Namibia’s trade with new BRICS members, who are expected to join in January 2024, amounted to N$12.5 billion in 2022. BRICS currently consists of Brazil, Russia, India, China and South Africa. Formally launched in 2009, BRICS now accounts for 23% of global GDP and 42% of the world’s population. At the recent BRICS meeting in South Africa, countries such as Argentina, Egypt, Ethiopia, Iran, Saudi Arabia and the United Arab Emirates were invited to become full members of BRICS.

Kenya’s African payment platform bid under review (The East African)

Cairo-headquartered African Export-Import Bank (Afreximbank) has started reviewing Kenya’s bid to host a Pan-African settlement house for intra-African trade deals, a top official said in Nairobi Wednesday. Denys Denya, Afreximbank’s Executive Vice President for Finance, Administration and Banking Services, said the trade financier’s top decision-making organ has taken up Kenya’s application.

Central Bank of Kenya Governor Kamau Thugge disclosed in July Nairobi’s proposal to host the Pan-African payment and settlement system (Papss) which facilitates intra-African payments in different national currencies on the continent.

“The Kenyan government has decided to support the rollout of Papss. The President of Kenya William Ruto is actually championing this,” Mr Denya told reporters on the sidelines of a roadshow ahead of the third Intra-African Trade Fair (IATF2023) to be held in Cairo between November 9 and 15. “There’s a governance council that is considering that proposal. The decision will be made shortly and communicated.”

DRC nationals to visit Kenya visa free (The East African)

Nationals of the Democratic Republic of Congo will from now visit Kenya without a visa, Nairobi announced on Friday. The new policy, Kenya says is part of continuing legal shift to accommodate the DRC’s admission into the East African Community.

A noticed issued last week to all diplomatic missions abroad as well as Kenya’s regional administrative heads had alerted officials of the imminent change in policy. It said the visa waiver will be effective from September 01.

“The government of Kenya has removed Democratic Republic of Congo from Category 2 to category 1 of the visa regulations in compliance with the East Africa Community Regulations of free movement of persons within the member states,” said the circular dated August 25. “In this regard, Kenya has waived visa requirements for all nationals of the Democratic Republic of Congo effective September 1, 2023.”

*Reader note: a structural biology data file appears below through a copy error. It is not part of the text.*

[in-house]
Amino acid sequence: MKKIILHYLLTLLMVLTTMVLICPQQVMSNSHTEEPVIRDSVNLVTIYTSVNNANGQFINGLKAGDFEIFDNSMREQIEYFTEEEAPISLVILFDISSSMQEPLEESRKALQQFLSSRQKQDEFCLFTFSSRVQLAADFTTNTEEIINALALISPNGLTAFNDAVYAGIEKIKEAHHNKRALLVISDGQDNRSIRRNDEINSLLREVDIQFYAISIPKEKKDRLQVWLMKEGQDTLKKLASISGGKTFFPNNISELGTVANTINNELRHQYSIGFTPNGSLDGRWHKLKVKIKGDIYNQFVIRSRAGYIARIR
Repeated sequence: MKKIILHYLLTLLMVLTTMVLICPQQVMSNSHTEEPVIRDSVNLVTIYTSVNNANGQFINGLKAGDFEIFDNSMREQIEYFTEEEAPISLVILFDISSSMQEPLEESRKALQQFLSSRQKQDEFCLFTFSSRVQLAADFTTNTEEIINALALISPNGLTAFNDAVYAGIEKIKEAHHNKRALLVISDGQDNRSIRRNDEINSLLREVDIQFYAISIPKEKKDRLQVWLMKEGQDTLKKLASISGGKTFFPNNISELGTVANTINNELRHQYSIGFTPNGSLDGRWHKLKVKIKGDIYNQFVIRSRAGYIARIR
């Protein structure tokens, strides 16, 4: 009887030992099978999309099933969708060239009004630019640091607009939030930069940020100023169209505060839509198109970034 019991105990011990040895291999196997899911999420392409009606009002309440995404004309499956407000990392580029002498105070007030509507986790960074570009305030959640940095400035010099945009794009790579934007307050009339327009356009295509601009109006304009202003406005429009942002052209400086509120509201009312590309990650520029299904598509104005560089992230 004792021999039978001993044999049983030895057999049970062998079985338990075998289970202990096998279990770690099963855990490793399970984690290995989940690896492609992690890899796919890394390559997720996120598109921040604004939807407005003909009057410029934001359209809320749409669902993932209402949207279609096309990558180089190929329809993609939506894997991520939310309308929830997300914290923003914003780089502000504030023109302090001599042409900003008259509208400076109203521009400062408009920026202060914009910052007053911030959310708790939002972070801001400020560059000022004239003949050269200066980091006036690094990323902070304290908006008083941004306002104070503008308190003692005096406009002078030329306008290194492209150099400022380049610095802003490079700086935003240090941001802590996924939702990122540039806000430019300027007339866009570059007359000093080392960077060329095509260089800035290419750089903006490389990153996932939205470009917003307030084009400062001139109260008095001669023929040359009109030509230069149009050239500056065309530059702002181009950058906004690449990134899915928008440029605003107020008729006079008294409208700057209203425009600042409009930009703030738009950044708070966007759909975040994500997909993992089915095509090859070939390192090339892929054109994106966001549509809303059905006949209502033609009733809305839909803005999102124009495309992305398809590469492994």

eGAZ, Mastercard to digitalise Zanzibar economy (Tanzania Daily News)

Mastercard has collaborated with the Zanzibar’s e-Government Agency (eGAZ) to support and accelerate the isles ambitious digital transformation journey. This will allow different sectors across Zanzibar such as tourism to digitise payments which will significantly contribute to economic growth.

According to the press release, the signing of the Memorandum of Understanding (MoU) took place parallel with the launch of the Zanzibar Digital Government Strategy for 2023-2027, led by President of Zanzibar Hussein Mwinyi in Unguja on Tuesday. Mastercard East Africa Country Manager Shehryar Ali said that the agreement is the first MoU signing by them aligned with Zanzibar’s digital transformation goals laid out in their digital economy blueprint and roadmap.

“The strategy’s main objective is Zanzibar’s transformation into a strong digital economy which will secure digital systems, drive innovative information, communication and technology solutions and develop training for digital governance, ultimately reshaping public services,” he said. Under the three-year collaboration, Mastercard will provide technical assistance and expertise to support the Zanzibar government’s efforts.

With leadership and determination, Africa can achieve the SDGs (Africa Renewal)

Antonio Pedro, the acting executive secretary of the United Nations Economic Commission for Africa, recently discussed Africa’s development with Africa Renewal’s Kingsley Ighobor.

We could liken AfCFTA to Africa’s Marshall Plan. Why? It aims to strengthen the business fundamentals of the continent. Given the small size of our individual economies, we need to leverage a multiplier effect, creating a single, integrated market to attract investments. But, to achieve a multiplier effect, we need to address many challenges such as our infrastructural shortcomings. The Programme for Infrastructure Development in Africa aims to address some of those.